Reporters: Andrew Choi, Crystal Chui, Rebecca Wong
Microphones checked, guitars ready. It is almost time for the show.
Members of the audience sit on the ground, chatting so intimately that it seems everybody in the 800 square feet room must know each other. Meanwhile, the performers play Rock, Paper, Scissors to decide who will go first.
At last, a duo appears. They sing a few songs, and make a number of errors but the audience responds with applause. The musicians drink from cans of beer in between songs. It seems to help steady nerves.
When it is time for the second band, some of the other performers come out to tune their equipment, while others tease the first band for their mistakes.
It does not look like a public musical performance, but it is. It is a show hosted to celebrate the opening of an outlet selling local independent music (indie music) products. Five local indie bands were invited.
To many people, indie musicians are rebellious, aggressive, and unrealistic. Their songs are not mainstream karaoke songs. Some of them are difficult to understand, while some express strong political resentments or personal feelings.
Hong Ka-chuen who founded 89286, a local indie music label established for 10 years, says one of the major differences between indie and mainstream music is that the former is not subject to constraints imposed by the market. Production of mainstream songs is factory-like. Before songs are published, different departments have to sign off on them to make sure that they are profitable.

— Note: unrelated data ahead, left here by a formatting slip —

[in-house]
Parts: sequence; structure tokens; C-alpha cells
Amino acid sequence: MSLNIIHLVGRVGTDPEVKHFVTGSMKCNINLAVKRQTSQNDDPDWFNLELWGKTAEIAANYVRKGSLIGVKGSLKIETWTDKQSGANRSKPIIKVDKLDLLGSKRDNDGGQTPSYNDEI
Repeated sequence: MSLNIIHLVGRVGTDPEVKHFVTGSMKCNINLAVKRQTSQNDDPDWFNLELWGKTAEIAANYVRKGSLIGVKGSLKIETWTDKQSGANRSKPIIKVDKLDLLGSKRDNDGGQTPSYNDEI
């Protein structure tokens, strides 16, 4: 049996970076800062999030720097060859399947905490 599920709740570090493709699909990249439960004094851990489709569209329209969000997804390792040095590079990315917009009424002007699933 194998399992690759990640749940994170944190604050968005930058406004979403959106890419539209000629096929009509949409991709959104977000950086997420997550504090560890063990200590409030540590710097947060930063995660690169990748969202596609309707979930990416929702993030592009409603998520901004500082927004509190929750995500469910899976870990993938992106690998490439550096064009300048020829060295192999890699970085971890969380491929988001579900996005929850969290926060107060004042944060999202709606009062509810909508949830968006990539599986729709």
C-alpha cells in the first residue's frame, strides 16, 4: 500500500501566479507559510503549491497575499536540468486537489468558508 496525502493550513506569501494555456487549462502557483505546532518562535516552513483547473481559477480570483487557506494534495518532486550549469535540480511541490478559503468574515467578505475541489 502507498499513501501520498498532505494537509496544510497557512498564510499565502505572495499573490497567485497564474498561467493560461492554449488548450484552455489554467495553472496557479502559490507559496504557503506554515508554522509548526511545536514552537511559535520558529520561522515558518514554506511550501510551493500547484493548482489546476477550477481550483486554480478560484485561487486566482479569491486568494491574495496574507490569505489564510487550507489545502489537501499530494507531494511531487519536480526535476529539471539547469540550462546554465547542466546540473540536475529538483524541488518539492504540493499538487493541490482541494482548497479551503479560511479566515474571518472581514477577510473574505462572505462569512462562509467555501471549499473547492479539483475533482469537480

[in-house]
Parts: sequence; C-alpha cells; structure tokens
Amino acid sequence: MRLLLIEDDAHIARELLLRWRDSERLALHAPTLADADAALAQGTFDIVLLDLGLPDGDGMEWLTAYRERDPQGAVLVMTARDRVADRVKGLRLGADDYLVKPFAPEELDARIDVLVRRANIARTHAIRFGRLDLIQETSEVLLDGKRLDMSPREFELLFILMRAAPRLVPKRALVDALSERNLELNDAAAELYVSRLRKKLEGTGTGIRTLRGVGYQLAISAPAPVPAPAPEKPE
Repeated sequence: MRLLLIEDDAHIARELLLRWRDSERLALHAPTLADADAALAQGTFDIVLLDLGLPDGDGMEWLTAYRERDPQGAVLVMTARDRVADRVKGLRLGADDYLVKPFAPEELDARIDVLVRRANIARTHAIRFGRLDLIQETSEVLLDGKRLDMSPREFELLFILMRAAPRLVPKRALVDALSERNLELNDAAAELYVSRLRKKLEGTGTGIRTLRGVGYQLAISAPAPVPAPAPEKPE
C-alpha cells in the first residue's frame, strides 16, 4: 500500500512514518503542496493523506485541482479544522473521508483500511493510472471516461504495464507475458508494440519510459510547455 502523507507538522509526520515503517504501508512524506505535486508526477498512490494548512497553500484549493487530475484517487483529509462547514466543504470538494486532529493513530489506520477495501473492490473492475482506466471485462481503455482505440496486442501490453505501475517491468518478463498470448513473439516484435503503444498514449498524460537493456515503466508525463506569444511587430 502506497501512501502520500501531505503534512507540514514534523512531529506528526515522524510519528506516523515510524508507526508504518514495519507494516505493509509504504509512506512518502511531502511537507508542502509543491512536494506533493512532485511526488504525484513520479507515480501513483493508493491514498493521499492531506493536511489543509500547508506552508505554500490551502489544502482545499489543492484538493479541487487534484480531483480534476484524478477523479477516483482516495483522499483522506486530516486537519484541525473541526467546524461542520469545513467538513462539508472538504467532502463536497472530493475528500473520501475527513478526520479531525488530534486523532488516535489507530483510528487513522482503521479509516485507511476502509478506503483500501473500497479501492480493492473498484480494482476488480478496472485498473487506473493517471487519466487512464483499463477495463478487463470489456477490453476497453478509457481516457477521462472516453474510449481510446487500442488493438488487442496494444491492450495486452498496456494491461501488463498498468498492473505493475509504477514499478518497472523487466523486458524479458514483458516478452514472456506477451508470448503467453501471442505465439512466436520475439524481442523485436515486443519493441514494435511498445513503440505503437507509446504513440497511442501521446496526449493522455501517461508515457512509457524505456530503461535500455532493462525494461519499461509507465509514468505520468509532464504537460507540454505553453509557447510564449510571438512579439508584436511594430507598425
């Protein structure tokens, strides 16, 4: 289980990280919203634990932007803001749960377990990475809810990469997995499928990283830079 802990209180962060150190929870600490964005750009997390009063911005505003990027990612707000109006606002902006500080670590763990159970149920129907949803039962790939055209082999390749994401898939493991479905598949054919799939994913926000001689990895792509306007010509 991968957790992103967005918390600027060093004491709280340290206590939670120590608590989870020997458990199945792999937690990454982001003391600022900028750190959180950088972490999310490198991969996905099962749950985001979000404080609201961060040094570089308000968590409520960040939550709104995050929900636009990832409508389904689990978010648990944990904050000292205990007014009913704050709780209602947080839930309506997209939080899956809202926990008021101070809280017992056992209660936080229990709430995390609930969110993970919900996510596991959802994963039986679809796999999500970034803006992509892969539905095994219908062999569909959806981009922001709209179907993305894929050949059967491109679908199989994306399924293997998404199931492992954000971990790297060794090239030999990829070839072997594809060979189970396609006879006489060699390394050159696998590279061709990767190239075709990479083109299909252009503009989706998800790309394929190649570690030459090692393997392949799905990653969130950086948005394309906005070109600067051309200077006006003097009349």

Indie musicians value freedom in composing, this reflects their view on what music is. “Playing music is something as basic as swimming and playing basketball,” said J of No One Remains Virgin. The band of four formed in 2009 and write songs on political issues.
Being authentic is the most important value indy musicians aspire to.Technique and skill matter less than whether musicians play for conviction rather than for fame and recognition.
Putting aside the noble sentiments, indie musicians still have to face a harsh reality. In terms of financial resources, indie bands cannot make a living by only selling CDs and doing performances. Their audiences tend to consist of friends or friends of friends. Compared to the past, their survival has become even harder because of the shrinking number of performance venues. Many have given up because of these factors, but there are some still standing.
JoyTrendySound is an indie band which has stayed the course for nearly 10 years. From a band of five to a band of two, Ming and Mabel, who have regular jobs, have experienced changes in both their expectations and the external environment for indie music. Starting with a dream of being stars, they say they have learned to put aside the burden of achievement. “We are satisfied as long as we can still play music,” says Ming.
“I expected setbacks when I decided to be an independent musician,” said Gary from Caffeine Park. “Music is part of my soul. I will not stop doing music for any reasons.”
The future for these indie musicians, is somehow clear – No matter what, no matter how, they will dream on.